SNTA Research Touts Power of Syndicated Shows to Reach Boomer Audiences
The Syndicated Network Television Association has, for the
first time, put out a research report for advertisers and their media agencies that
touts the use of syndicated TV programming as a way to reach baby boomers.
The report, "Seizing The Boomer Market-A $3.4 Trillion
Opportunity," cites the 81 million baby boomers in the U.S. that make up 35% of
the adult population; by 2017, the report continues, boomers will control 70%
of U.S. disposable income.
It's a message that Alan Wurtzel, research president at
NBCUniversal, has been pushing for the past several years to help motivate
marketers to advertise more on NBC. But the SNTA research also points
specifically to syndicated TV programming, saying it outperforms the broadcast
networks in certain categories with this financially powerful demo.
Using data from media audience measuring group GfK MRI for
adults 45-64, the SNTA report shows that syndicated sci-fi, game shows, talk
shows, dramas and entertainment news magazines all over-index among baby boomer
viewers more than network primetime programming in categories such as dining,
life insurance, home gardening, pharmaceuticals, pets, hair coloring, diet
soda and vitamins.
Using Nielsen C3 ratings from the May 2012 sweeps month,
daytime syndication among the 45-64 demo had more shows in the top 10 Monday-Friday
than did the Big Four broadcast networks and all of cable, excluding sports and
specials. Syndication averaged four shows per day in the top 10; CBS averaged
three; and ABC, NBC, Fox and cable
averaged two or less depending on the night.
"Syndication is a strong performer for marketers looking to
improve delivery and commercial recall for baby boomers all year long," the
The highest-rated syndicated show among boomers from Sept.
19, 2011, through August 5, 2012, was Judge Judy with a 4.8 in that demo.
The Big Bang Theory in syndication averaged a 4.7; Wheel of
Fortune, a 4.5; Two and a Half Men, a 4.2; Jeopardy!,
a 3.6; and Entertainment Tonight,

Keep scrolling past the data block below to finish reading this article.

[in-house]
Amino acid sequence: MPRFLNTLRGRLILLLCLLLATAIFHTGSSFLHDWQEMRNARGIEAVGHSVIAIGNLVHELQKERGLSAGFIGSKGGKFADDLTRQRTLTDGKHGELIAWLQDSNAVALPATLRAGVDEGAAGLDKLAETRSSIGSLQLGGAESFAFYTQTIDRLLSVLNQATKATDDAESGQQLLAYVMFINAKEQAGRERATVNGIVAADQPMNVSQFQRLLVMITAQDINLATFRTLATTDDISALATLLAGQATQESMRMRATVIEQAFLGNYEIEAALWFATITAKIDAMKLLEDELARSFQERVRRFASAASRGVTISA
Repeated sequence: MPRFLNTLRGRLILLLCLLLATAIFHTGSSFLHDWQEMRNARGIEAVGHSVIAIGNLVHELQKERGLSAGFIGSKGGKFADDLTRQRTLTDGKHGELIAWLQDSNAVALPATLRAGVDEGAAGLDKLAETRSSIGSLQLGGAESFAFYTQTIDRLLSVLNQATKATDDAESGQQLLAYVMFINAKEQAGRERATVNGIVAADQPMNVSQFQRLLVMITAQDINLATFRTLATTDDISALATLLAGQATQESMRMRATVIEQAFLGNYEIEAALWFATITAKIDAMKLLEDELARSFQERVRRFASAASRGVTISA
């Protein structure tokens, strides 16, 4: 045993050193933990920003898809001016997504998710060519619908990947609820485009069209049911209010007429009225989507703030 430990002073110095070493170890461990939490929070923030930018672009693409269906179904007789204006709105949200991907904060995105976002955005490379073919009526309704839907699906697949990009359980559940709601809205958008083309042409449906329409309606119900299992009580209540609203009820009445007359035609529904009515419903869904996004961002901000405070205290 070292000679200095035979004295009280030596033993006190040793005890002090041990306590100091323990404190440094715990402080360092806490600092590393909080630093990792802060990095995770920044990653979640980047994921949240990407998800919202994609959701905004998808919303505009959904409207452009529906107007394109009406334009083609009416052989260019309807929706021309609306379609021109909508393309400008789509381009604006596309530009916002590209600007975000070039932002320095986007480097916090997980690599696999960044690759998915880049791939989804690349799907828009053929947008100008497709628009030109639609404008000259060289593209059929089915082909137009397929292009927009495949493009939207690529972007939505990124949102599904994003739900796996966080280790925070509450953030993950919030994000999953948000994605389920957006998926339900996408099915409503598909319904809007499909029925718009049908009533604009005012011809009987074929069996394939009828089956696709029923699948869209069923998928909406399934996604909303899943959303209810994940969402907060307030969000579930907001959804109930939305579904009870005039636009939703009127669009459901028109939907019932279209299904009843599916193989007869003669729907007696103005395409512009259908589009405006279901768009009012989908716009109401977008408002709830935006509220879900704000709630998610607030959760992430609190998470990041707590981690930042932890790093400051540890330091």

Other 45-64 ratings for syndicated shows in those months through
Aug. 5 are: Criminal Minds (2.3); Law & Order (2.2); Inside Edition
(2.1); Family Feud (2.0); Monk (1.9); Dr. Phil (1.9); Law
& Order: SVU (1.9); Judge Joe
Brown (1.6); Numb3rs (1.7); The
Closer (1.7); Everybody Loves Raymond (1.6); Cold Case (1.6);
Who Wants to Be a Millionaire (1.6); and Live! With Kelly (1.6).
If the numbers themselves weren't enticing enough, the SNTA
report -- which uses Kantar Strategy for the 45-64 demo -- also indicates that cost-per-thousand
pricing for the top-rated shows watched by baby boomers are 142% cheaper than
network primetime shows.
All that said, how are boomers as an advertiser target for
key categories, including home furnishings and automotive? The report says 52%
of adults 45-64 are homeowners, 53% own two or more cars and 58% are new-car
prospects. It also says that 48% of baby boomers own a DVR, 56% own two or more
PCs and 66% are tablet users.
But while baby boomers do have DVRs, 92% of adults 45-64 in
DVR households watch syndication programming live versus 76% who watch network
primetime programming live.
Citing Nielsen NPower data -- a Web-based research analysis
tool -- the report shows that during the summer of 2011, syndication
programming loses only about 10% of its audience, while the network primetime
audience declines by a range of 30%-35%.
In the middle of July 2012, according to Nielsen NPower data,
syndicated programming accounted for eight of the top 10 highest-rated
telecasts among adults 25-64, 17 of the top 25 and 28 of the top 50.